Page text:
Cindy Sheehan Arrested At NYC Protest

Cindy Sheehan, who became a peace activist after her son was killed in Iraq, is arrested in front the building which houses the American Permanent Mission to the United Nations, Monday, March 6, 2006 in New York. AP Photo/Mary Altaffer

Cindy Sheehan, who drew international attention when she camped outside President Bush's ranch to protest the Iraq war, was arrested Monday along with three other women during a demonstration demanding the withdrawal of U.S. troops from Iraq.

The march to the U.S. Mission to the United Nations by about a dozen U.S. and Iraqi anti-war activists followed a news conference at U.N. headquarters, where Iraqi women described daily killings and ambulance bombings as part of the escalating violence that keeps women in their homes.

Women Say No to War, which helped organize the march, claimed Sheehan was physically assaulted by security officers during the arrests. Photos show officers dragging Sheehan, with her shirt yanked up. Police said the four women were arrested for criminal trespassing and resisting arrest.

The women were trying to deliver a petition to the U.S. Mission to the United Nations with more than 60,000 signatures urging the "withdrawal of all troops and all foreign fighters from Iraq." When they arrived at the mission, they found the doors locked.

Ann Wright, a former U.S. Army colonel and U.S. diplomat, said in a statement issued by the group that the U.S. Mission refused to send someone to meet with the women "whose lives and families have been shattered by this destructive and immoral war." The protesters refused to leave without delivering the petition, she said. At one point, witnesses said they sat down in front of the doors and interlocked their legs.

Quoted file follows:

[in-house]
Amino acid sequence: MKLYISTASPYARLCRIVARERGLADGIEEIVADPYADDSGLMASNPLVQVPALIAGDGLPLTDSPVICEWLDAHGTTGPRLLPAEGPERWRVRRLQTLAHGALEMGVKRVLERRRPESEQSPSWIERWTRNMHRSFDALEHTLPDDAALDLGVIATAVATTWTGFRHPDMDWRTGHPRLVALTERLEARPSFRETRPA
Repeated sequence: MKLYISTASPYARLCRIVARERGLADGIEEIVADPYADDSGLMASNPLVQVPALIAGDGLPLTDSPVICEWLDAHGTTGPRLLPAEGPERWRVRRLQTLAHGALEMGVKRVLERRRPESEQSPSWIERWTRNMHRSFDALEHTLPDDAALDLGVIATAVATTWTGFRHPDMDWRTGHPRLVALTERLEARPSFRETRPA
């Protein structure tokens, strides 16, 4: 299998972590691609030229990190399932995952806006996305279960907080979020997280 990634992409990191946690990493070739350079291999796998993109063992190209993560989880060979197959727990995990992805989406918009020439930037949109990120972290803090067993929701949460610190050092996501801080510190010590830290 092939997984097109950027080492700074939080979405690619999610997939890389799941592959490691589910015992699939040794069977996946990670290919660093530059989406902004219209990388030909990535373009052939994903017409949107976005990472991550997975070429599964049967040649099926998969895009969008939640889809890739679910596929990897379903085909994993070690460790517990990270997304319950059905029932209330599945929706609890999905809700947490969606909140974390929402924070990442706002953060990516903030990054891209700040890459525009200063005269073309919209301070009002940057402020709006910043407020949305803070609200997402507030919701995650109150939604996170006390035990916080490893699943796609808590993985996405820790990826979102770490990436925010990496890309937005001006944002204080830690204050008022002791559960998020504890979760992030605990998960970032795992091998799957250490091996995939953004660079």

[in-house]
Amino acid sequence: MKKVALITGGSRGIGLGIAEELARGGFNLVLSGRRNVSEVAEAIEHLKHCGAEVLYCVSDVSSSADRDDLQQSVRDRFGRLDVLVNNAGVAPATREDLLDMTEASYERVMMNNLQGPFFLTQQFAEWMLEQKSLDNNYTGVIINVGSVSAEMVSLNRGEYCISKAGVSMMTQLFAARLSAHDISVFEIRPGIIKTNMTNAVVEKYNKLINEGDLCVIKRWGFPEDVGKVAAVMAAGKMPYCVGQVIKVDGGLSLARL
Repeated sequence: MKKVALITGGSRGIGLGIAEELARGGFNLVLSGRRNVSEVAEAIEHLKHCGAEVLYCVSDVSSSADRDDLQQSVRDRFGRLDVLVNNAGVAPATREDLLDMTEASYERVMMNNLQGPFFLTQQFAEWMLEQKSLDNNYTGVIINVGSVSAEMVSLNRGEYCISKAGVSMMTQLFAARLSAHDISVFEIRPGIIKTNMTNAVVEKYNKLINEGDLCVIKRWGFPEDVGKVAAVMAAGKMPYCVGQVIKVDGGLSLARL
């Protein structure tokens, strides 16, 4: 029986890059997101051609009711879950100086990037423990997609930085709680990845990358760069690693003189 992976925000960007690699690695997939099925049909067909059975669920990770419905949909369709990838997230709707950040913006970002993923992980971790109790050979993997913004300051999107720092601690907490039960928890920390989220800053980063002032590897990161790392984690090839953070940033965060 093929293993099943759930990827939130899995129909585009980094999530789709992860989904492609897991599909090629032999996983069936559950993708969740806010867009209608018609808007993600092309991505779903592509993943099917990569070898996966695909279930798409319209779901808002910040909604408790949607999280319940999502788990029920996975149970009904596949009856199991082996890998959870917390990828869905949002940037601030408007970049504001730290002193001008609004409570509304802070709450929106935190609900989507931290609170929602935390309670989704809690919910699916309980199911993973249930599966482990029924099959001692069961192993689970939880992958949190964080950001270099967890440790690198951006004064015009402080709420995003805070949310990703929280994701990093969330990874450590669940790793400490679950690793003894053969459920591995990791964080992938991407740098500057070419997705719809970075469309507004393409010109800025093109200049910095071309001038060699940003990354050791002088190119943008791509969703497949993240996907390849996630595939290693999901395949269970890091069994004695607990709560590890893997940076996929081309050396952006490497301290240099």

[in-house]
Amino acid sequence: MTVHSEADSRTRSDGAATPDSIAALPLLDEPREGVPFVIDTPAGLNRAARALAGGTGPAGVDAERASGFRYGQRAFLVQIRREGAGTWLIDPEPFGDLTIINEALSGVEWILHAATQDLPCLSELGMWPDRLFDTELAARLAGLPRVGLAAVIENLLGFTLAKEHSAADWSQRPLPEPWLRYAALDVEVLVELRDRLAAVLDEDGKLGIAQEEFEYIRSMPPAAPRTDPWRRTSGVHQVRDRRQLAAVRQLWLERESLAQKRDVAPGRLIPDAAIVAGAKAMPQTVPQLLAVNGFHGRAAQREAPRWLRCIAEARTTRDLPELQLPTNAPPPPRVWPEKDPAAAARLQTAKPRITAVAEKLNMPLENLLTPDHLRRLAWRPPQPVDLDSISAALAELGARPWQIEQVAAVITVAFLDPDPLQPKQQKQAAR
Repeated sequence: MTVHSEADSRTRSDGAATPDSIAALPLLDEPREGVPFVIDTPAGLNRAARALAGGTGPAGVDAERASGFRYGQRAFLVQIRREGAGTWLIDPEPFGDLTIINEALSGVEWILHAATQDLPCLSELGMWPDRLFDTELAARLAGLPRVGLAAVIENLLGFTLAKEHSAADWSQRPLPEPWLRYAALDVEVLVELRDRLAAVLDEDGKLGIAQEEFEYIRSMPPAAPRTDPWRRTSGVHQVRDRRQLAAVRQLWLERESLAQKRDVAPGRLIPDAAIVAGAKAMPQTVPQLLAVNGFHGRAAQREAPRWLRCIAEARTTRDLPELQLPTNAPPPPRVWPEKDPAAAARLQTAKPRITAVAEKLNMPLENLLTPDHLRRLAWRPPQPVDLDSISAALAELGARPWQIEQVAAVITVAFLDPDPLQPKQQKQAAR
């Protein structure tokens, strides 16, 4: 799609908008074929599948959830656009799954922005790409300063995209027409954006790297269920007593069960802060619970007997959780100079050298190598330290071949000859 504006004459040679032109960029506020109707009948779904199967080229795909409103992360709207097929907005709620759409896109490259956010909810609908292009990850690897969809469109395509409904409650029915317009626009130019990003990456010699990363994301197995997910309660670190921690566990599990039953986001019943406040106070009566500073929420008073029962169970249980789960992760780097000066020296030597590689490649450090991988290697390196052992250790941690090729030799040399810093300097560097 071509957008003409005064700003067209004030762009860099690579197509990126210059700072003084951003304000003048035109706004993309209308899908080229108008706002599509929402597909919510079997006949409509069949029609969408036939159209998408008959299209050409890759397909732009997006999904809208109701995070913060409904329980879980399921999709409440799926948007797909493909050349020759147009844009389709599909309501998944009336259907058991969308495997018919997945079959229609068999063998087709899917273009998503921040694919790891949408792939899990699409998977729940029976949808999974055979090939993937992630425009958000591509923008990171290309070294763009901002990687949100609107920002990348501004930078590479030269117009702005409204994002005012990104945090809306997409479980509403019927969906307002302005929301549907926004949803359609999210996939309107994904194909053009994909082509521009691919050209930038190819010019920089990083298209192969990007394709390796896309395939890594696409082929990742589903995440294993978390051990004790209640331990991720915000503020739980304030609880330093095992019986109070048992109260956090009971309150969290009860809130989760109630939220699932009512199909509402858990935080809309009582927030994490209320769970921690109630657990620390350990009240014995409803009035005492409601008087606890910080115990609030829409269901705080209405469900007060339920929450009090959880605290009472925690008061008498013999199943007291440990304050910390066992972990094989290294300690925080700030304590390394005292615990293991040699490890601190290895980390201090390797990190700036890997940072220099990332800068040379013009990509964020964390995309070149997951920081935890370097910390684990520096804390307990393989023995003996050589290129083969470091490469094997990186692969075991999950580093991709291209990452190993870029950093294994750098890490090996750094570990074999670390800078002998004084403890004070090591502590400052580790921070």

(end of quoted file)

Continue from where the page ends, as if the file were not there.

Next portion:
Richard Grenell, the spokesman for the U.S. Mission, said in response to Sheehan's arrest: "We invited her in to discuss her concerns with a U.S. Mission employee. She chose not to come in but to lay down in front of the building and block the entrance. It was clearly designed to be a media stunt, not aimed at rational discussion," Grenell said.

At the news conference, Sheehan said when her 24-year-old son — a U.S. soldier killed in Iraq — died in April 2004, "the morgues were filled with innocent men, women and children."

Entessa Mohammed, a pharmacist who works at a hospital in Baghdad, became tearful when recalling the deaths and injuries she said she has witnessed daily.

She estimated that 1,600 Iraqis are killed in Baghdad every month, with a greater number injured. "Thanks for the liberation from Saddam" Hussein, Mohammed said, addressing the Bush administration, "now please go out."

U.S. Secretary of State Condoleezza Rice planned to meet with delegations of Iraqi and Afghan women in Washington on Wednesday, which is International Women's Day, to honor their achievements in politics.

The Women Say No to War activists, who plan to be in Washington on Wednesday to meet with members of Congress, said they were denied requests to meet with Rice or other "relevant" State Department officials.
  • Joel Roberts

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